Articles

Please remember that you’re not alone.

Call Alzheimer’s Society’s Dementia Connect support line on

0333 150 3456

or visit alzheimers. society

We want everyone affected by dementia to know that whoever you are, whatever you are going through, you can turn to Alzheimer’s Society for support, help and advice writes Jacqui Justice-Chrisp, the charity’s Area Manager for East Sussex.

While some of us may have been fortunate enough to spend time with loved ones, feelings of hope and optimism for the months ahead may have been reduced by seeing worrying changes in someone with dementia.

Covid has changed all of our lives and it has been a difficult time for us all. But it’s been particularly challenging for people affected by dementia, who found themselves caught in the eye of the storm.

We’ve heard from thousands of people with dementia and their families who have been devastated by disruptions to routine, health services and prolonged social isolation - causing their condition to rapidly deteriorate, sometimes in a matter of weeks

Where can you turn for support?

Alzheimer’s Society offers personalised support and advice for anyone affected by dementia. Whether it’s advice on legal documents, help understanding dementia, or someone to talk to when things get tough, our Dementia Advisers are there to help.

Coping with behaviour that is challenging.

Everyone is different and finding your own ways to cope will be unique to you. The following suggestions may help, both when the behaviour is happening and over a longer period:

  • Try to remember that the person with dementia is not behaving this way on purpose. It’s important not to take it personally. They may be experiencing a different reality to you, and are responding to their needs. Look at the person’s body language and try to understand what they might be feeling at that time.
  • Try to adapt to the situation as it is. Trying to get things back to the way they were before, or expecting too much of the person, can cause more problems.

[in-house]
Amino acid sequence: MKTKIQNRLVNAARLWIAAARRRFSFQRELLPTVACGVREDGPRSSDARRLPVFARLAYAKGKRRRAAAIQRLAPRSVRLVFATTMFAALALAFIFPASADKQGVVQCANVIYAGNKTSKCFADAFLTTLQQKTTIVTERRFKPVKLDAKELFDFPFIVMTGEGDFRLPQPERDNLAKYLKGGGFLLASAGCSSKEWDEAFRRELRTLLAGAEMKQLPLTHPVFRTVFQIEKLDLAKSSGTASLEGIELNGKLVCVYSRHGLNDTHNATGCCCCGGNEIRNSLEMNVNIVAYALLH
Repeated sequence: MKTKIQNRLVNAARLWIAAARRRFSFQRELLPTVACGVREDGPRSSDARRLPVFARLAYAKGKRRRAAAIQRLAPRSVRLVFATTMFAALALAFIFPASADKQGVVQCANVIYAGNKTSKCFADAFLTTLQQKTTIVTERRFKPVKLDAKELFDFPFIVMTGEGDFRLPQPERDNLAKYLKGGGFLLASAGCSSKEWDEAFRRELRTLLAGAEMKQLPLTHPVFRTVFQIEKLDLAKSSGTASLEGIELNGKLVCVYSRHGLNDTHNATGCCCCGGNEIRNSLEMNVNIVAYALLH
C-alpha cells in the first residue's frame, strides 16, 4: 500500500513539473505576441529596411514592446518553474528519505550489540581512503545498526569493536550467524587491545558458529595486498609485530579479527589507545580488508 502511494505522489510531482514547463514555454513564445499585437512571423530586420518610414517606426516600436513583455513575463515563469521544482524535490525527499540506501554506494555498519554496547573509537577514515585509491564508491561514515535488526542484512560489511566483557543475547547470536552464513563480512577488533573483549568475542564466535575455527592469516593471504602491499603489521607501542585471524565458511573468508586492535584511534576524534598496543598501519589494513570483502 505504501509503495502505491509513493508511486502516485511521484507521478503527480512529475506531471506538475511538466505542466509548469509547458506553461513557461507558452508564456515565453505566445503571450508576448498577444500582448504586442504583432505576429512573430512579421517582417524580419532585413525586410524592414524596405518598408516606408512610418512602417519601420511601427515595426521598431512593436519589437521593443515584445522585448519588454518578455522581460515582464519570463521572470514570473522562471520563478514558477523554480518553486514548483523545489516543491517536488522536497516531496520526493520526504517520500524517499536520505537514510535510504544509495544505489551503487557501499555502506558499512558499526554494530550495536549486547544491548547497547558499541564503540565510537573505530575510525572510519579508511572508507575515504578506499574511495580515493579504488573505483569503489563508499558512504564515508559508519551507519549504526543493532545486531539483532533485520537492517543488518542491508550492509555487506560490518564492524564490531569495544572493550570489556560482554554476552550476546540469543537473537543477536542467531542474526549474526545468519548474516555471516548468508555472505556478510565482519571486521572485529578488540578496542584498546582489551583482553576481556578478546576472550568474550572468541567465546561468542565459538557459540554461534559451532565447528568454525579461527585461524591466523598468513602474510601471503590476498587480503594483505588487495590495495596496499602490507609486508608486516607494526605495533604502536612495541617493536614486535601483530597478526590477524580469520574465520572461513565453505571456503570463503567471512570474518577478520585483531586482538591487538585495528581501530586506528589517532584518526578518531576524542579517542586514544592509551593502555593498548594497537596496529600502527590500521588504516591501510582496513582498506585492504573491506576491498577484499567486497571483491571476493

• If you begin to feel frustrated or angry, try stepping away from the situation. Give yourself time and space to calm down. If you do lose your temper, try not to feel guilt. It’s a very stressful situation that you are dealing with.
  • If the behaviour is disrupting an activity, such as washing or dressing, ask yourself if this task really needs to be done right now or if you could come back to it later. Sometimes it’s best to leave the person to do things how they want to, as long as this will not cause any harm.Talk to someone about the situation and how you are feeling. This might be a friend, professional or another carer. Online discussion forums can be a good way of sharing your feelings and getting practical suggestions. For example, try accessing Alzheimer’s Society’s online community
    Talking Point: alzheimers society talkingpoint

Light the way
Good lighting helps us see clearly and make sense of where we are, especially during the gloomy winter months.

Dementia can make it harder for people to keep track of time and to understand where they are in their home. This is why it’s important to allow natural light in through clean windows, and for your home to be well lit.

Practical tips
Check that natural light is coming in through the windows. Move curtains or blinds, furniture, TVs or plants so they don’t block the light.

  • Get the windows cleaned regularly.
  • Use brighter bulbs in light fittings, if it’s safe to do so, or use extra lighting such as lamps.
  • Add sensor lights if you get up at night, or struggle to find light switches in the dark. These come on automatically when they sense motion.
  • Add dimmer switches so you can adjust the lighting throughout the day and evening.
  • Keep floor lamps and wires out of the way. Touch-operated lamps are easier to use if finding switches is becoming more difficult. The images and text contained within this article remain the property of Alzheimers society and should not be reproduced.
Scroll to top